The Reporters Committee for Freedom of the Press Thursday will give its First Amendment Award to Politico White House Reporter Josh Gerstein for his work pushing for greater access to government information.

Gerstein, a veteran of ABC News, CNN and the New York Sun, has been part of Politico's White House team since 2009.

From Politico:

"While he does not hold a law degree, Gerstein is the author of a 1991 Massachusetts law requiring college and university police departments to keep a public log of arrests and reported crimes. He is also an expert on the Freedom of Information Act and has pursued several lawsuits seeking records on federal contracting, abuse allegations of Guantanamo detainees, use of the Patriot Act’s sneak-and-peek provisions and the government’s handling of classified information leaks.

"Josh is more than deserving of this award. His keen eye, excellent writing and veteran experience are only a few of the reasons we’re so proud to have him work at POLITICO,” said Editor-in-Chief John Harris.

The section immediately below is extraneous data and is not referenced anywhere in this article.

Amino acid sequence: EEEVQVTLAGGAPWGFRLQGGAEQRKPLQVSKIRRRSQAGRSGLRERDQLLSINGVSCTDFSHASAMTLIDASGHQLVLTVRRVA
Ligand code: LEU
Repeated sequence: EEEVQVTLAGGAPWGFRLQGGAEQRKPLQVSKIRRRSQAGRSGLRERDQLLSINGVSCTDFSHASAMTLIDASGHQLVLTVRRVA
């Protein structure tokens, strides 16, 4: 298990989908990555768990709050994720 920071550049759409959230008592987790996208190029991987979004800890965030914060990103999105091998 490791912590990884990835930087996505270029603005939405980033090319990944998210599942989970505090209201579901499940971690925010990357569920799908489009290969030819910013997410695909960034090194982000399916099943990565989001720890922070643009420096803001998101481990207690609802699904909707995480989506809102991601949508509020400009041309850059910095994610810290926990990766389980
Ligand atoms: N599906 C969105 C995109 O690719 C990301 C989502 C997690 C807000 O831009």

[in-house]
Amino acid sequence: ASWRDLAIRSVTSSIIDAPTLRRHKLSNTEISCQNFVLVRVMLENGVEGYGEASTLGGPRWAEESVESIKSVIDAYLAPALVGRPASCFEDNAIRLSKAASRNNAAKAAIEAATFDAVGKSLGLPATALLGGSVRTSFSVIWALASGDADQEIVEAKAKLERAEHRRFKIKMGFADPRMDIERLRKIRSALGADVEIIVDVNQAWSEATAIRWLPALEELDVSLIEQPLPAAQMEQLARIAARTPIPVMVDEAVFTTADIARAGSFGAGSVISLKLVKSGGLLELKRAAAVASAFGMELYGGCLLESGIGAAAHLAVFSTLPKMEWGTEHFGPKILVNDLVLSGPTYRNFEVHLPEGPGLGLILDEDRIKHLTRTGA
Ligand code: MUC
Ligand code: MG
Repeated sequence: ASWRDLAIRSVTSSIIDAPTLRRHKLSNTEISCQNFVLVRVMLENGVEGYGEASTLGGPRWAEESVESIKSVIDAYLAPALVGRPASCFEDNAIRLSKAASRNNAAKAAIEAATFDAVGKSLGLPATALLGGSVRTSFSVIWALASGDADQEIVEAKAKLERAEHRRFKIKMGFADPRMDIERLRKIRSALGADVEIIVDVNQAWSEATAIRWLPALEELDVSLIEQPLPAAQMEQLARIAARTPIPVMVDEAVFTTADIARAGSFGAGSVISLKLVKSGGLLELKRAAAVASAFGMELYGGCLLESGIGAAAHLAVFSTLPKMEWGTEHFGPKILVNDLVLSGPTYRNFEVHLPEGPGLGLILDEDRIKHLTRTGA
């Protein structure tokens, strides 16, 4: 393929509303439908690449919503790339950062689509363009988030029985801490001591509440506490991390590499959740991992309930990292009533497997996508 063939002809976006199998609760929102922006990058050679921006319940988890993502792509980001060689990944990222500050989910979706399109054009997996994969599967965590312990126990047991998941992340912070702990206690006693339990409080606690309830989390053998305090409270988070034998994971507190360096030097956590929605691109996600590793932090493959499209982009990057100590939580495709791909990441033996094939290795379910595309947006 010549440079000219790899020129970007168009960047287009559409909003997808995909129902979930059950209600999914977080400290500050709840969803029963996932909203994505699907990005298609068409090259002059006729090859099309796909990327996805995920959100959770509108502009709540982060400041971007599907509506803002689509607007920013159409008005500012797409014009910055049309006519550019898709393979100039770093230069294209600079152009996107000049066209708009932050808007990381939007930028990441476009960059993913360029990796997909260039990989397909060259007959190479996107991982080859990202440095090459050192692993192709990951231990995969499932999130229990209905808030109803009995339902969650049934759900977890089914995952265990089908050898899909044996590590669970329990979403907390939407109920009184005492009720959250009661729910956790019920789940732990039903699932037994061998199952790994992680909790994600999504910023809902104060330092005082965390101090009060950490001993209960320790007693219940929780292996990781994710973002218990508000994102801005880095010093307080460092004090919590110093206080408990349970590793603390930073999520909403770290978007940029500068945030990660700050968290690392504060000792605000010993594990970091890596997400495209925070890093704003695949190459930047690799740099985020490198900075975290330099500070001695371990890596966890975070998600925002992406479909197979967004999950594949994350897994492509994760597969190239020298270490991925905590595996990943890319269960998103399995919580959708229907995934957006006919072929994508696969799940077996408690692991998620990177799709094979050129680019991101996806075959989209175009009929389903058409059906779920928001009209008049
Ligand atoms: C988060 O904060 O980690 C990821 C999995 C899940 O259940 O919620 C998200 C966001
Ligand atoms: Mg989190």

Survey: The tiny percentage of remaining undecided voters care about air quality, energy issues

Undecided voters in eight battleground states have distinctive views about clean air and clean energy, according to a poll released Thursday.

Those voters are strongly supportive of air pollution standards for mercury and higher mileage standards for vehicles, said Tom Jensen, director of North Carolina's Public Policy Polling. As a result, Republican presidential candidate Mitt Romney could have serious trouble appealing to the small sliver of or undecided voters who care about environmental issues, he said.

"Romney's views are at odds with the very centrist voters he needs," Jensen said.